Reportable Pathogenic Diseases in Pigs
How Pigs Die
Once pigs reach market weight of 100-115 kg (about 250 lbs) at 12-24 weeks, the industry refers to them as "hogs," and they are loaded onto trucks and sent to be slaughtered. There are no laws to regulate the duration of transport, frequency of rest, or provisions of food and water for the animals. One study confirmed that vibrations, like those made by a moving truck, are "very aversive" to pigs. When pigs "were trained to press a switch panel, to stop for 30 seconds the vibration and noise in a transport simulator...the animals worked very hard to get the 30 seconds of rest."15
A review of pork industry practices in the United States found that more than 100,000 pigs die on the way to slaughter each year, and more than 400,000 are crippled from the journey by the time they arrive at the slaughterhouse.16 Further, the number of pigs who died during transportation was because of "rough handling and incorrect management at the time of loading and transportation."17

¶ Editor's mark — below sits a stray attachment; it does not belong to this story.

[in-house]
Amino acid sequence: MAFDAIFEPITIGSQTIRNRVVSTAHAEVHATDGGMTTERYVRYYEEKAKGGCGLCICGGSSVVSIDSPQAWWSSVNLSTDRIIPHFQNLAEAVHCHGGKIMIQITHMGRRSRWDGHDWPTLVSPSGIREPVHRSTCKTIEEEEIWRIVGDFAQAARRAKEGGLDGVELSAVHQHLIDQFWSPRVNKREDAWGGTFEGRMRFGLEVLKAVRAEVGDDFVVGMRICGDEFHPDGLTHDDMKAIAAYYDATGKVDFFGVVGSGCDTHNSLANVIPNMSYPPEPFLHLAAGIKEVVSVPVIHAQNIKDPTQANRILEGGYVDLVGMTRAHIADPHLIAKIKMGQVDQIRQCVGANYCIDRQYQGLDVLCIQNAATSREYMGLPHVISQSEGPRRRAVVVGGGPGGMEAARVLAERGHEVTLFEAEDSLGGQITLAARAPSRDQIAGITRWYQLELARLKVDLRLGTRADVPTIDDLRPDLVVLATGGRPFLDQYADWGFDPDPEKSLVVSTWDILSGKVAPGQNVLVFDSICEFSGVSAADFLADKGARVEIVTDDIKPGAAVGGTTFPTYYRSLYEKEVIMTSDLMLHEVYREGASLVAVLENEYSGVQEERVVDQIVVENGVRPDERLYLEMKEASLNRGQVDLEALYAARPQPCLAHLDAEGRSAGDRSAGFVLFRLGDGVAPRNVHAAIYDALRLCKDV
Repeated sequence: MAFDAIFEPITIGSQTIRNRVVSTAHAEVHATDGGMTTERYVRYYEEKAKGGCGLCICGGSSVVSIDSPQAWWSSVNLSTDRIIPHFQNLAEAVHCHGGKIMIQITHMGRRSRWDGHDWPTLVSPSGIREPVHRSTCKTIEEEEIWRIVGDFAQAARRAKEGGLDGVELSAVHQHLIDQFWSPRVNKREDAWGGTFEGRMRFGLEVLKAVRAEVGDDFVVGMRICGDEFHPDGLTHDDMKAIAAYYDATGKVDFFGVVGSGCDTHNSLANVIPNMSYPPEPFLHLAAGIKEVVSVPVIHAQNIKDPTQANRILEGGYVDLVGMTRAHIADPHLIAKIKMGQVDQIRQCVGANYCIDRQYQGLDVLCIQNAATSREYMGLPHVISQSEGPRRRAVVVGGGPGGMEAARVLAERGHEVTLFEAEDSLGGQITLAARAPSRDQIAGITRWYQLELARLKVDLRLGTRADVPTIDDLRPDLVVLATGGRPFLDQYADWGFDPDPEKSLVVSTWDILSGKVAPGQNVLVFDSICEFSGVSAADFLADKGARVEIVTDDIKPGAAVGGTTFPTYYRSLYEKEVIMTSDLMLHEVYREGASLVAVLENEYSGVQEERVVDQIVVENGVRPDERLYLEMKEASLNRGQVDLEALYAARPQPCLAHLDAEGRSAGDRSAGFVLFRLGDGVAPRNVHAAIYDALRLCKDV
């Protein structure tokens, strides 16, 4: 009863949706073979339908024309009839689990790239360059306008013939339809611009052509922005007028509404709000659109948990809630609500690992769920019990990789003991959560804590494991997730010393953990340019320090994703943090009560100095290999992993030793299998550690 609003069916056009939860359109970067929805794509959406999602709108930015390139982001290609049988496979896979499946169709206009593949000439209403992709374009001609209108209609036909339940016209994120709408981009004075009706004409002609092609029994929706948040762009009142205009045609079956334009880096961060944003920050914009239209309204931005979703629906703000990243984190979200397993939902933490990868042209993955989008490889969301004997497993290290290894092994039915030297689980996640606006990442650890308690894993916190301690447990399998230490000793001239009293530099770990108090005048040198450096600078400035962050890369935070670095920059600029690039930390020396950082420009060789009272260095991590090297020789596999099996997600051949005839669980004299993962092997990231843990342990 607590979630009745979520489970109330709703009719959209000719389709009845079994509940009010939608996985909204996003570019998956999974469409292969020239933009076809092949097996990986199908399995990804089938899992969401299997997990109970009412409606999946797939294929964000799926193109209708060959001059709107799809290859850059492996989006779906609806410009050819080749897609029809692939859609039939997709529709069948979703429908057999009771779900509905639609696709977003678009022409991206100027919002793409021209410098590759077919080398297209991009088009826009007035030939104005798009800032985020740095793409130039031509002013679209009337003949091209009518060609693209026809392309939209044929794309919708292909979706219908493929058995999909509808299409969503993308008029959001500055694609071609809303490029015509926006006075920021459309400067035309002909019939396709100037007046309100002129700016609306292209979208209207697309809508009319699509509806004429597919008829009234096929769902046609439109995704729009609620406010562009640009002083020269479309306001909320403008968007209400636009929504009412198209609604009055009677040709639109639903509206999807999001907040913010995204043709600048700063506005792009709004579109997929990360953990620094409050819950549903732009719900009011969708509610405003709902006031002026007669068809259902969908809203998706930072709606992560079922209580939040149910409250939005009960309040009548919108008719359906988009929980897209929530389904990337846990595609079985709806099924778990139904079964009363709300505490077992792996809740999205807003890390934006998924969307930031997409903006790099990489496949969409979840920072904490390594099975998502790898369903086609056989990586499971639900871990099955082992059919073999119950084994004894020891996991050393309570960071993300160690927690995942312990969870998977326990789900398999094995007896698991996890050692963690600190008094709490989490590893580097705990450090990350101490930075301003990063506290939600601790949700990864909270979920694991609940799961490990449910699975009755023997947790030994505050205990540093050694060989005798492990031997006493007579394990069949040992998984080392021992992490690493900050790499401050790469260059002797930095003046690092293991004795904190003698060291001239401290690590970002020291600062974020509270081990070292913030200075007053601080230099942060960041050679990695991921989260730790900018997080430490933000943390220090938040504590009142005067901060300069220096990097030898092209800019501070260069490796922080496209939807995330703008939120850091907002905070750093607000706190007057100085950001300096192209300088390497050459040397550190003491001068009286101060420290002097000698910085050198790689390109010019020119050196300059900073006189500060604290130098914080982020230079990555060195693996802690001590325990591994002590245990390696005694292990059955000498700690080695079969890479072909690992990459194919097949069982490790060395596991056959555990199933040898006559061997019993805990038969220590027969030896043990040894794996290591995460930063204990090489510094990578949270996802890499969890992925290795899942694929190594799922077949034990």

At a typical slaughterhouse, the sheer number of animals killed makes it impossible for them to be given humane, painless deaths. Because of improper use or malfunction of stun guns, many hogs are alive when they reach the scalding water bath, which is intended to soften their skin and remove their hair. The United States Department of Agriculture documented 14 humane-slaughter violations at one processing plant, where inspectors found hogs who "were walking and squealing after being stunned as many as four times."18 An industry report explains that "continuous pig squealing is a sign of... rough handling and excessive use of electric prods." The report found that the pigs at one federally inspected slaughter plant squealed 100 percent of the time "because electric prods were used to force pigs to jump on top of each other."19 Gail Eisnitz, in her landmark exposé of the slaughter industry, documents workers' descriptions of the killing line. Hysterical pigs climb on one another trying to escape, and inevitably they are forced on, shackled, and have their throats slit whether stunned or not. They also confirm reports that some pigs make it as far as the scalding tanks, or even the butchery process, while still conscious.20